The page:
Friday March 7, 1997
More often than not, Hollywood studios buy up foreign films for remakes only to throw out the very elements that made them so attractive in the first place. Disney, however, has been too smart to do that. It picked up "Un Indien dans la Ville," one of France's biggest box-office hits ever, dubbed it as painstakingly as possible and released it last year as "Little Indian, Big City." Now Disney is opening its charming and funny remake, "Jungle 2 Jungle," which fits Tim Allen like a glove while retaining everything that made the original such a delight.
Allen plays Michael Cromwell, a workaholic Wall Street commodities trader who makes a rush trip to the Amazonian jungle to complete his divorce from his long-estranged wife (a wryly amused JoBeth Williams), who left him after he installed a fifth phone line into their apartment, making her feel more a receptionist than a wife. What he could never anticipate was that he would be returning home with their 13-year-old son, Mimi-Siku (Sam Huntington), whom he never knew he had. The son speaks English but has been raised by his mother, a doctor, as an Amazonian native.
A most reluctant father, Michael hits Manhattan accompanied by a barefoot son in a loincloth, carrying a blow gun, a bow and arrow--and in a small wicker basket, his very large pet spider, Myteka. If Michael's vapid fashion designer fiancee (Lolita Davidovich, lovely and rightly laughable) is somewhat less than thrilled at the unexpected prospect of becoming a stepmother to so unusual a teenager, she is flat-out aghast at Myteka.
Where the original French writers and their American adapters have been especially clever is in coming up with a lot of farcical plot and sight gags to provide hilarity and adventure to undercut the predictability of the inevitable flowering of a father-son relationship. Michael has unintentionally left his pal and partner Richard (Martin Short, a frantic comic joy) in the lurch over a business deal while off to the Amazon, and that has driven Richard to go to a dangerous Russian mobster (deliciously played by David Ogden Stiers).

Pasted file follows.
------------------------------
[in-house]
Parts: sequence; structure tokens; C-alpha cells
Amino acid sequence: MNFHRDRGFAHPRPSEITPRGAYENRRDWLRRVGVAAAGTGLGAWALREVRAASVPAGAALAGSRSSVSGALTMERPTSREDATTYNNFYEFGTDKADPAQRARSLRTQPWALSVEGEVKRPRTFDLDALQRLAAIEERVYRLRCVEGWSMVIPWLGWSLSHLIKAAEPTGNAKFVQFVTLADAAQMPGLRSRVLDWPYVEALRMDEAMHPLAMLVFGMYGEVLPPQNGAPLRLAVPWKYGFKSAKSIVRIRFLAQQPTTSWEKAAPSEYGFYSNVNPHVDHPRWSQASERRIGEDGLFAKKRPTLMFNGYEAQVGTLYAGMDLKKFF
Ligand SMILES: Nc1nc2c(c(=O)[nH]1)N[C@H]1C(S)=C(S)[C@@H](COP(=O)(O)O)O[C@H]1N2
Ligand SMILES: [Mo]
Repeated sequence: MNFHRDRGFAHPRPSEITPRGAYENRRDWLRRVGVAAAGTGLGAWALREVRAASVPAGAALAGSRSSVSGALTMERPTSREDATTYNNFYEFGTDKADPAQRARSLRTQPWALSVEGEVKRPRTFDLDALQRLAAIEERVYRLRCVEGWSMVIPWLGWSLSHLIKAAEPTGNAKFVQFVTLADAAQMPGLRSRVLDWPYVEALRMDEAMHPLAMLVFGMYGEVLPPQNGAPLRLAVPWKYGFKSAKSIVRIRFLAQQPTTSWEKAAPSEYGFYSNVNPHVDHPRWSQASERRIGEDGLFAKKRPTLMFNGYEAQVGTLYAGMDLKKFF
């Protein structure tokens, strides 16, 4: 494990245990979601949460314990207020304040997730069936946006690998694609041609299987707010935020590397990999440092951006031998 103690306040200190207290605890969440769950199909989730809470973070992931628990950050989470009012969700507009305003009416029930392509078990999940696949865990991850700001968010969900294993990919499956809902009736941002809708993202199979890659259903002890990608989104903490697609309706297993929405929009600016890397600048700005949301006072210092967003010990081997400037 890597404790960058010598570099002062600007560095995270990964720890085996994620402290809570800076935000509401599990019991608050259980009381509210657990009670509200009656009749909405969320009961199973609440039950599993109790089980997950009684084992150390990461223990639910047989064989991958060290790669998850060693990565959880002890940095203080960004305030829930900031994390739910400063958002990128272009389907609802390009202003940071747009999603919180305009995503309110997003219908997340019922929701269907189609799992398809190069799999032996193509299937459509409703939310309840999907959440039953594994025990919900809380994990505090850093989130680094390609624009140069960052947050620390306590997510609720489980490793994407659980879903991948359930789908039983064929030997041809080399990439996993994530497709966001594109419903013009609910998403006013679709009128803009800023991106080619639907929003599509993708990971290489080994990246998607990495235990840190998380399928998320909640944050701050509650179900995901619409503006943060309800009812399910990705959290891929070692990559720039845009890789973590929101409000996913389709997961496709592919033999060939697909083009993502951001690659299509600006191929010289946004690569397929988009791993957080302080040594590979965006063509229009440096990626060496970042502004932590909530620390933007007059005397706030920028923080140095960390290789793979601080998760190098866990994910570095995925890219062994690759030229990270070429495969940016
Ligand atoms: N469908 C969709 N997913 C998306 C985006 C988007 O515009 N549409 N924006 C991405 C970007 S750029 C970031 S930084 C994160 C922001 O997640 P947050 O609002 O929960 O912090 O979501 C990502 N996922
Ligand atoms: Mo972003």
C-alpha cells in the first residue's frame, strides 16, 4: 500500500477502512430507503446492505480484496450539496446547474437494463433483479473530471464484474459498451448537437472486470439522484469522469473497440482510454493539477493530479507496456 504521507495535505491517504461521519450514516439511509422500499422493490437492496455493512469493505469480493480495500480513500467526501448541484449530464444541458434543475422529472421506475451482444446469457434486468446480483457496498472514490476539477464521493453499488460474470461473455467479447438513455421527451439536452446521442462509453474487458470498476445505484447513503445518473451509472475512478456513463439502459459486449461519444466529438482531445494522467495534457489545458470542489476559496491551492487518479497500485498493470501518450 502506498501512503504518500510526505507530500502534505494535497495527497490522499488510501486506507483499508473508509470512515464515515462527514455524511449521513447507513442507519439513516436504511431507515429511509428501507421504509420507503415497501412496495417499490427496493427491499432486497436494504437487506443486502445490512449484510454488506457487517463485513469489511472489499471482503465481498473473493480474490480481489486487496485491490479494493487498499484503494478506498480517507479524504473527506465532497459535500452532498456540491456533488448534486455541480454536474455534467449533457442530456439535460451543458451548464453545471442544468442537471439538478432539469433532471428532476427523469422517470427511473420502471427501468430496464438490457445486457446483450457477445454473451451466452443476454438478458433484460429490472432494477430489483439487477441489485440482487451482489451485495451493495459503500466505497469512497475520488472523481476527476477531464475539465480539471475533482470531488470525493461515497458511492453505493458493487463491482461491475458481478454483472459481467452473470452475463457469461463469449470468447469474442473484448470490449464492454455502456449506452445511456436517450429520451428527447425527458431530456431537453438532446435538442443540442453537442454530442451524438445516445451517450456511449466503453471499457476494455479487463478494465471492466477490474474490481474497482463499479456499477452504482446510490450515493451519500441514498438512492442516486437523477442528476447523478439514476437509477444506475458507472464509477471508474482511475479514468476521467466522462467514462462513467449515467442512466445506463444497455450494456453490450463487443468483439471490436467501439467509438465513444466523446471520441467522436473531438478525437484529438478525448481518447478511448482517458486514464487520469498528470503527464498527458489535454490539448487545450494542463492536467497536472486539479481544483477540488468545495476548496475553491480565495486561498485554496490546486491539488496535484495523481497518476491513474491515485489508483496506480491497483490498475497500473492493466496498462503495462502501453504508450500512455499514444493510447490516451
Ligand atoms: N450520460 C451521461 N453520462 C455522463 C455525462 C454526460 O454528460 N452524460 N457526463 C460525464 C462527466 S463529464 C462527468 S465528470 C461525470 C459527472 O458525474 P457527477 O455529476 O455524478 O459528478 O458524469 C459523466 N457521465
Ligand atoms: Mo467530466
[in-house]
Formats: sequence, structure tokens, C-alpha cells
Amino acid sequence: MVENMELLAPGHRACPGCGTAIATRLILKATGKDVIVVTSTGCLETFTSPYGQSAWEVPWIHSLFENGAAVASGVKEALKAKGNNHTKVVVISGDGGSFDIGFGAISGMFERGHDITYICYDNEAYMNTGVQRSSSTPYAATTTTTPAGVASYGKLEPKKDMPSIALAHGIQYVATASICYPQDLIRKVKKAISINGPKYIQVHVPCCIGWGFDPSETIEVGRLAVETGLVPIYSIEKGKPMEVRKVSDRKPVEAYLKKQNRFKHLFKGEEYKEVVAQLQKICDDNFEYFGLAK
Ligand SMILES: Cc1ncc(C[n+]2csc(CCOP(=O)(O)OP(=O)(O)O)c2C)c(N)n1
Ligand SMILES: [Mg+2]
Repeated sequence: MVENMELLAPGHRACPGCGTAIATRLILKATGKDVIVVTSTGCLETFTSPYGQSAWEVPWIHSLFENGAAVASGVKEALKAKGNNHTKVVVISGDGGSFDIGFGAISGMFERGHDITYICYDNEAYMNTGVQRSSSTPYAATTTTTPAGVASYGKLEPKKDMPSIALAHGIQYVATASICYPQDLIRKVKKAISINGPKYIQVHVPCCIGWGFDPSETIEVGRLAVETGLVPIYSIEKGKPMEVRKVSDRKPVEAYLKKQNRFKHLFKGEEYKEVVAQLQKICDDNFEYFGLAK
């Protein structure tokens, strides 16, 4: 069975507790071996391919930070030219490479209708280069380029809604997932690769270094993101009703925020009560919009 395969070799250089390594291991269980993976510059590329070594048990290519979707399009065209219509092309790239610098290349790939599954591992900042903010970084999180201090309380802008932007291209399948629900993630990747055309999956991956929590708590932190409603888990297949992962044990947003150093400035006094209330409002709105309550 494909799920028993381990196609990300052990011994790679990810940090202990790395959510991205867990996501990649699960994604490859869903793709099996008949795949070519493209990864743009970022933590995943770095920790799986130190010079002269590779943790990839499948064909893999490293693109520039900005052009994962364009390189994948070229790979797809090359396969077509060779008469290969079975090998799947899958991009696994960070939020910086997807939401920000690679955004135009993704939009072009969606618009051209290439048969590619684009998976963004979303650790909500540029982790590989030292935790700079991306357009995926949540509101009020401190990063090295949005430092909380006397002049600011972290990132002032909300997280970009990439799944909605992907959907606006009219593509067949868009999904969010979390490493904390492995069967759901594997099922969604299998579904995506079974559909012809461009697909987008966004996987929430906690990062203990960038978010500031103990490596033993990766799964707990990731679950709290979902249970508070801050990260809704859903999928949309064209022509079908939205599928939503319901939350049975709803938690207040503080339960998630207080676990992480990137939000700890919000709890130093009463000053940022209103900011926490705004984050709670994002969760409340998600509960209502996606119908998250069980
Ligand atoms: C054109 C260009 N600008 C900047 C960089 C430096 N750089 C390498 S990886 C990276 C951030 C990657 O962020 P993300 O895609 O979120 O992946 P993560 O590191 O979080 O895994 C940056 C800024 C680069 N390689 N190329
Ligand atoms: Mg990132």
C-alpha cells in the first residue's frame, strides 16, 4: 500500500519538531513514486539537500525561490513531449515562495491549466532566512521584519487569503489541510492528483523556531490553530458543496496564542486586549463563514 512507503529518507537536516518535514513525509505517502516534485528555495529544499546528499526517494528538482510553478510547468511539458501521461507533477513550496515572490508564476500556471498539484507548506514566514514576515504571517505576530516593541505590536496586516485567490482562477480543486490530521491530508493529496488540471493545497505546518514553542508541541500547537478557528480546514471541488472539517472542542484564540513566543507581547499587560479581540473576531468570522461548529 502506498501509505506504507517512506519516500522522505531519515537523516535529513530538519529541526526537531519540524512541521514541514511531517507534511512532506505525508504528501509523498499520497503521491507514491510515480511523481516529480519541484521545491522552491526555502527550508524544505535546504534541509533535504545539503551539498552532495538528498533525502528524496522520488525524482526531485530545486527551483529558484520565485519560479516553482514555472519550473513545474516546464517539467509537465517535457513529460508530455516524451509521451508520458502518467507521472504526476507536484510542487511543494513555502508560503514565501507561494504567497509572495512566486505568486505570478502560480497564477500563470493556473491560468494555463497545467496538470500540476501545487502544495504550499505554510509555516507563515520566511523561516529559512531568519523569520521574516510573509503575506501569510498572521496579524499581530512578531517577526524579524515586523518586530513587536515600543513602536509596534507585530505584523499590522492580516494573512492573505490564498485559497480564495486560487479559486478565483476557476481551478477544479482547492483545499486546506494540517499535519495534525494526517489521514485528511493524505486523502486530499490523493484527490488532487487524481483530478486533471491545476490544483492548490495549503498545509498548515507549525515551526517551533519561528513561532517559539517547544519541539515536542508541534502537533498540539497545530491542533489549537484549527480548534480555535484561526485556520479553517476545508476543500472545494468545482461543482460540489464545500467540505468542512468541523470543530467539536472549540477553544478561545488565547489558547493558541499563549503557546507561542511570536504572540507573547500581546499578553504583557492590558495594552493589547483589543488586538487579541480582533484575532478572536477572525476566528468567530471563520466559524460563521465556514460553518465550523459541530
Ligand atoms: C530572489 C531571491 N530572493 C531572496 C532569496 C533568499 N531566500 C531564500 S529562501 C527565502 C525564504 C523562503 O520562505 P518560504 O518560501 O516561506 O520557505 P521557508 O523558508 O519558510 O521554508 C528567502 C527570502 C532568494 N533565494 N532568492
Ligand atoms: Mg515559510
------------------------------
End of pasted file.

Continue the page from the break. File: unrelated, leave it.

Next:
Then there's Mimi-Siku's tumultuous weekend visit with Richard's family, which includes Mimi in all innocence roasting Richard's cherished aquarium fish, worth thousands of dollars. Much of the film's humor derives from Mimi's "wild child" behavior, which at once aggravates his self-absorbed father yet also has the effect of gradually liberating him. With so much going on, "Jungle 2 Jungle" creates plenty of opportunities for those serious moments that every traditional comedy must have if it is to work.
All these observations are indicative of what a terrific job of direction John Pasquin, who directed Allen so effectively in "The Santa Clause," has done with richly varied material and a well-nigh perfect cast. Huntington is wonderful at conveying Mimi's combination of naivete and intelligence, and Allen is a marvel. His amazing expressiveness and his physical grace recall the great silent clowns and bring to the film an extra level of visual and emotional impact. Beautifully designed and well-crafted, "Jungle 2 Jungle" is arguably the equal of the French original and perhaps even better, thanks to Tim Allen.
Jungle 2 Jungle, 1997. PG, for mild violence and language. A Buena Vista release of a Walt Disney and TFI International presentation. Director John Pasquin. Producer Brian Reilly. Executive producers Richard Baker, Rick Messina, Brad Krevoy. Screenplay by Bruce A. Evans & Raymond Gideon; based on "Un Indien dans la Ville," written by Herve Palud, Thierry Lhermitte, Igor Aptekman ad Philippe Bruneau de la Salle. Cinematographer Tony Pierce-Roberts. Editor Michael A. Stevenson. Costumes Carol Ramsey. Music Michael Convertino. Production designer Stuart Wurtzel. Art director Timothy Galvin. Set decorator Beth Rubino. Running time: 1 hour, 45 minutes. Tim Allen as Michael Cromwell. Sam Huntington as Mimi-Siku. Martin Short as Richard. Lolita Davidovich as Charlotte. David Ogden Stiers as Jovanovich. JoBeth Williams as Dr. Patricia Cromwell.Copyright © 2014, Los Angeles Times